As with so many aspects of world culture, religious dialogue in pop America tends to be woefully shallow. Politics and religion are often cited as the two primary subjects to be avoided in “polite conversations” and it’s almost standard protocol on film discussion boards to ban any explicit mention of the two realms.
But given contemporary world events and the public language used to describe them, I personally can’t think of more vital subjects to identify in art these days, especially since intelligent and productive examples of this are few and far between.
For ten years, the City of the Angels Film Festival has brought together a wide spectrum of theologians and religious organizations in the hopes of screening important films and sensitively addressing spiritual and social issues in a variety of post-screening dialogues. I’ve attended a few times over the years, and have usually found the event to be intelligently devised, without the sort of indoctrinating or grandstanding approach one might expect. (Even the alternative L.A. Weekly has sung its praises.)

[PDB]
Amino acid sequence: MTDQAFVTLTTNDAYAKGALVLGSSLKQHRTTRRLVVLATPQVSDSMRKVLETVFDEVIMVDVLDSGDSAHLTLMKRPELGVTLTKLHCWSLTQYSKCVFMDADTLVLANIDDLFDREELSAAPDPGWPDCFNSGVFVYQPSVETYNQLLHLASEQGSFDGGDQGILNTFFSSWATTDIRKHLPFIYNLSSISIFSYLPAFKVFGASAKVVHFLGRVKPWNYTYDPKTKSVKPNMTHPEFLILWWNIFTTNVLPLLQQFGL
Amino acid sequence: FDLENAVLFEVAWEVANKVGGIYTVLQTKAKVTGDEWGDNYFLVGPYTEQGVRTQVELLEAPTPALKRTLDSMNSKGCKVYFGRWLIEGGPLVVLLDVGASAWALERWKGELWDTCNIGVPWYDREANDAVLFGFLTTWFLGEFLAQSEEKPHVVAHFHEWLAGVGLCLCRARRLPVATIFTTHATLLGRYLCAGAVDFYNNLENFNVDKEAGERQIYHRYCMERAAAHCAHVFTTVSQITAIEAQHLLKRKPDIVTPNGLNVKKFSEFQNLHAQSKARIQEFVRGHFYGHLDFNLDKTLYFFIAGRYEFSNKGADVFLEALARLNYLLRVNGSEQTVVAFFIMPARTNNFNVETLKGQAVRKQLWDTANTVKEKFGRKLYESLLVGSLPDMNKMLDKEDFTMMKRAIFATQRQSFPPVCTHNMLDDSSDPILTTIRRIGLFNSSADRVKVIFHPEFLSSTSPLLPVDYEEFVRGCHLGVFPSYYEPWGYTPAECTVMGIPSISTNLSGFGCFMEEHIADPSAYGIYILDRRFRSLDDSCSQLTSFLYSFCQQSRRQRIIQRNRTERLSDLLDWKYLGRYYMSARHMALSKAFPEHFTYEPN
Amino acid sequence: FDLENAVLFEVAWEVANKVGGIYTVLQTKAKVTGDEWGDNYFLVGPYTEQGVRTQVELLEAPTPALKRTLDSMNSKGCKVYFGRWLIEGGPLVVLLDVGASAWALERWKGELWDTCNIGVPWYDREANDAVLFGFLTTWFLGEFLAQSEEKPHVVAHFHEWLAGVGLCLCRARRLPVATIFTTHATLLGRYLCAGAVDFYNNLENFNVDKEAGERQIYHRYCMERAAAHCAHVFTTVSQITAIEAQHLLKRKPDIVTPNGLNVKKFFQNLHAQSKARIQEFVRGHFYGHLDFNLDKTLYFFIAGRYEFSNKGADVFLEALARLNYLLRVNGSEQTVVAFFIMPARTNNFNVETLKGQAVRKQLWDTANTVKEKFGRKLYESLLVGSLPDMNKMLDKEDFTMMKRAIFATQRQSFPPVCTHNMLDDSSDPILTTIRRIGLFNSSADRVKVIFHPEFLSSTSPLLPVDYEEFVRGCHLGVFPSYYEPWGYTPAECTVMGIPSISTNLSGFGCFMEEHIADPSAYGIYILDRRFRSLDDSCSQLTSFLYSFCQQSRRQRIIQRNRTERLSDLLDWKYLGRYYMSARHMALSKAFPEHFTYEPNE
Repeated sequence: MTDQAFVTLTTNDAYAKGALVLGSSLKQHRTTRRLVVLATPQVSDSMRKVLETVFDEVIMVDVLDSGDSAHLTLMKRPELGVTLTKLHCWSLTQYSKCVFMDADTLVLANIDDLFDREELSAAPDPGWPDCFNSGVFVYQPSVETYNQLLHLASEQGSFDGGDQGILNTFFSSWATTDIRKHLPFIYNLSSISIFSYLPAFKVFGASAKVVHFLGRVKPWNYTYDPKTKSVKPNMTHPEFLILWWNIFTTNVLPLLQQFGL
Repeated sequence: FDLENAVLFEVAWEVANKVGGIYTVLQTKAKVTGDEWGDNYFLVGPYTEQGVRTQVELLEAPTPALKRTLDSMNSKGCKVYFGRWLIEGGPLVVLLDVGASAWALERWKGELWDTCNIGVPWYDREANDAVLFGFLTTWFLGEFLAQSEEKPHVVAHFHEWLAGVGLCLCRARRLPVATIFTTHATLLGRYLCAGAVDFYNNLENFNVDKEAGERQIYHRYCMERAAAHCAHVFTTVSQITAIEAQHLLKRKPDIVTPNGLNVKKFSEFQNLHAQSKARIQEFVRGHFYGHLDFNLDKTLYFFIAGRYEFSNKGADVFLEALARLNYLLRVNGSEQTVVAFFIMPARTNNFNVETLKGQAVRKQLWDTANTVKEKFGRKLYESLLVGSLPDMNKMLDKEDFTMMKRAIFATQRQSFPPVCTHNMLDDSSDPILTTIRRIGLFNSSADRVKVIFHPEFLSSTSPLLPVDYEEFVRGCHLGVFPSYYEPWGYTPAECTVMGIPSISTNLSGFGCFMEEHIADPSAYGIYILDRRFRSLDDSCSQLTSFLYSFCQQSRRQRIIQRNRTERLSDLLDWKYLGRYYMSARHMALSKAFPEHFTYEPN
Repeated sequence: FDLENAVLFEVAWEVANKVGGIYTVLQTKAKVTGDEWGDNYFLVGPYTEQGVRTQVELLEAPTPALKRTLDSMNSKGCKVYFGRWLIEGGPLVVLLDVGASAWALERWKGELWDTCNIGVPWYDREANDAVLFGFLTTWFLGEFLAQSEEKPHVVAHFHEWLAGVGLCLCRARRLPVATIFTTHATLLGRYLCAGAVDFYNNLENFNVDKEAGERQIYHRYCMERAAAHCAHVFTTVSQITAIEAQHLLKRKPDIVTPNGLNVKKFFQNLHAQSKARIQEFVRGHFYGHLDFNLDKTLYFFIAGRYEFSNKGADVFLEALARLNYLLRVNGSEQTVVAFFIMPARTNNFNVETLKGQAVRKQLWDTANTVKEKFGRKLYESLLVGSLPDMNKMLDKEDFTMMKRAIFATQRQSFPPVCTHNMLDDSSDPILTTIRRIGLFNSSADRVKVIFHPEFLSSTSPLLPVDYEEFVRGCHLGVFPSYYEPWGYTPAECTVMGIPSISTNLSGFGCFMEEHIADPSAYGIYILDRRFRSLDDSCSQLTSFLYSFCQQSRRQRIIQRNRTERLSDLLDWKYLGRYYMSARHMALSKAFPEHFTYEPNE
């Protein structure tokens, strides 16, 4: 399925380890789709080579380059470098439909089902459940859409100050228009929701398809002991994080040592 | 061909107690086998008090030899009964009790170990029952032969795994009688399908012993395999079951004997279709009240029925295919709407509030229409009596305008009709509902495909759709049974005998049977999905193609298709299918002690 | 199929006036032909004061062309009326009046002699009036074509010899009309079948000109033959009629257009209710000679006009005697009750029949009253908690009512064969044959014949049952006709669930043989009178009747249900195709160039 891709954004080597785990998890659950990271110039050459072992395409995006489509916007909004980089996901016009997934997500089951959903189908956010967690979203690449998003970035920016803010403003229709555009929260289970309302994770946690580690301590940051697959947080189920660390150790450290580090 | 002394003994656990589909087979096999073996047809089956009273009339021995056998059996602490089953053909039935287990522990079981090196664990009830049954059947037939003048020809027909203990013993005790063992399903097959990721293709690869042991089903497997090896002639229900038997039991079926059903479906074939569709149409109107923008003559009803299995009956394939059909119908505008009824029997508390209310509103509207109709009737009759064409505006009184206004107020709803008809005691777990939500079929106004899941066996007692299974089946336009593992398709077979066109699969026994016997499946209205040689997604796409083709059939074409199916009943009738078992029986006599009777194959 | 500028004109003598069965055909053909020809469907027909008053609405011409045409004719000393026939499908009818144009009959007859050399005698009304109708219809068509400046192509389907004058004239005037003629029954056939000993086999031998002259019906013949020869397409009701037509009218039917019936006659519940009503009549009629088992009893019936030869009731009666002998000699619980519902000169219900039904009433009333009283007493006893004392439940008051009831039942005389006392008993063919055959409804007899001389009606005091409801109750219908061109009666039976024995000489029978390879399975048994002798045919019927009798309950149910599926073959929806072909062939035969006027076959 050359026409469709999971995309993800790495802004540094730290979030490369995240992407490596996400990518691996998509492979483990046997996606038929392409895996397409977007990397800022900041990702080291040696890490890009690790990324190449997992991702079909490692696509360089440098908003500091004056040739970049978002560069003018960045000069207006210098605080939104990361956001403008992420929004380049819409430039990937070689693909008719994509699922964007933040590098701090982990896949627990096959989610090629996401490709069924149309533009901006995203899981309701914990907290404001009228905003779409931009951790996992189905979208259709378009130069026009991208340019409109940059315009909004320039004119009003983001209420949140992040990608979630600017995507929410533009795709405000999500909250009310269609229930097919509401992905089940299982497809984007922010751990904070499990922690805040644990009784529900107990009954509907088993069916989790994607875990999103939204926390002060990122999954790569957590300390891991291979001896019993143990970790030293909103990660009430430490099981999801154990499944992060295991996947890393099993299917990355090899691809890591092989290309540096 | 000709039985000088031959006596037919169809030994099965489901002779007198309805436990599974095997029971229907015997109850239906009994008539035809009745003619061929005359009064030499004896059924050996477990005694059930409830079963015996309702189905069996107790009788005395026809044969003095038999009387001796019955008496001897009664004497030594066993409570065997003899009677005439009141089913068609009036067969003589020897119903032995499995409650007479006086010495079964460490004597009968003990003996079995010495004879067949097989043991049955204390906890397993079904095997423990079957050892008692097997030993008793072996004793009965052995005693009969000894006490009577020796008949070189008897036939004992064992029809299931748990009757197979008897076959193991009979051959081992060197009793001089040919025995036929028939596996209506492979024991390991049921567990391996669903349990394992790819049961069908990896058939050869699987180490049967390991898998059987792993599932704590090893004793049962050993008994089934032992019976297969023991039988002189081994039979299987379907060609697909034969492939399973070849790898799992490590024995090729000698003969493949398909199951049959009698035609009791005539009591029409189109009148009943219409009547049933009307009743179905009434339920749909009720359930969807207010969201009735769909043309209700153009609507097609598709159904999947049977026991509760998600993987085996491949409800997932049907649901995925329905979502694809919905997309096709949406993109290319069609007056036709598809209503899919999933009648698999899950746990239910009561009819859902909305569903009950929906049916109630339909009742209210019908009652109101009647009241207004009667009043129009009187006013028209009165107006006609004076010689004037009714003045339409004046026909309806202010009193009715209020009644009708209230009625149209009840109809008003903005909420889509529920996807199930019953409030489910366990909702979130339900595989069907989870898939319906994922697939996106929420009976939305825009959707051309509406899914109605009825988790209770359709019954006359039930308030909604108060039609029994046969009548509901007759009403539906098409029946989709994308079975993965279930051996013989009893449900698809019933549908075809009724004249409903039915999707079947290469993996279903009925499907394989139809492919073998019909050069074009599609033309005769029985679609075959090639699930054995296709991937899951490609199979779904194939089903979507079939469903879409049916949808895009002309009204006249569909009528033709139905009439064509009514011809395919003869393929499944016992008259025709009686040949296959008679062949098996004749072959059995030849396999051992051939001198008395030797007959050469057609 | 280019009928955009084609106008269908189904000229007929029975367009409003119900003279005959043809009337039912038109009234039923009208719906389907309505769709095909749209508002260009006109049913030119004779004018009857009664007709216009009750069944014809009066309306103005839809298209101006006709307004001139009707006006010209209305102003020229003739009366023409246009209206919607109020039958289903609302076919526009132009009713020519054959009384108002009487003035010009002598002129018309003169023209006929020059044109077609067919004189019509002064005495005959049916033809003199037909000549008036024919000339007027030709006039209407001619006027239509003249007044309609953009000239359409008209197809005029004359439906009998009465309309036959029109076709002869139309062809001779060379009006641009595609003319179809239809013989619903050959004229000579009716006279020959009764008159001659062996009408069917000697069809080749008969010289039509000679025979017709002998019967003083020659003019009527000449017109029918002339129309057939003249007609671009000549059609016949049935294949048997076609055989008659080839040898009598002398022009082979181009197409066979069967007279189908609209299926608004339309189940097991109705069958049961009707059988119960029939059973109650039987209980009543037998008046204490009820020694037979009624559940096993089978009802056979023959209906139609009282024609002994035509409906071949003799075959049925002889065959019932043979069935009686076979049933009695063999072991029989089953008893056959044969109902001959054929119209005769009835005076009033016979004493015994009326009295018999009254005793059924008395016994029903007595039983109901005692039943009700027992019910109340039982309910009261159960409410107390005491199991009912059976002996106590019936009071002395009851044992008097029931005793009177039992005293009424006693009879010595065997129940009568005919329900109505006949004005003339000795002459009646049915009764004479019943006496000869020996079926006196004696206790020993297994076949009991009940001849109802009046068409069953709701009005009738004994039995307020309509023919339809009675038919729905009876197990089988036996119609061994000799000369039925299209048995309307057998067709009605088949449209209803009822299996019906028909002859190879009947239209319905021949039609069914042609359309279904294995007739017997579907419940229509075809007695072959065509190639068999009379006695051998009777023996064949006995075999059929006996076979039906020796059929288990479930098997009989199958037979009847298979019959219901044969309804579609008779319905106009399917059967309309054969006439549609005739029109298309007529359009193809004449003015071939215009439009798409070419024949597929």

For its 10th anniversary (October 23-26), the festival has chosen to screen “the most revolutionary films from each decade of cinematic history” based on results from its online poll, and even if I don’t think its line-up comes anywhere near to justifying this claim (my friend Darren Hughes notes there are no Asian films at all–neither are there Middle Eastern or Eastern European or Central/South American films), at least somebody’s trying.
I’ve been invited to serve on the panel discussion for FranÁois Truffaut‘s The 400 Blows (1959), and although I’d argue Godard’s Breathless or Resnais’ Hiroshima mon amour or Cassavetes’ Shadows (all three released in 1959) are more “revolutionary” aesthetically, historically, and ideologically, I admire Truffaut’s film a lot and hope it will give me an opportunity to mention AndrÈ Bazin and the underpinnings of the French New Wave, subjects which remain close to my heart.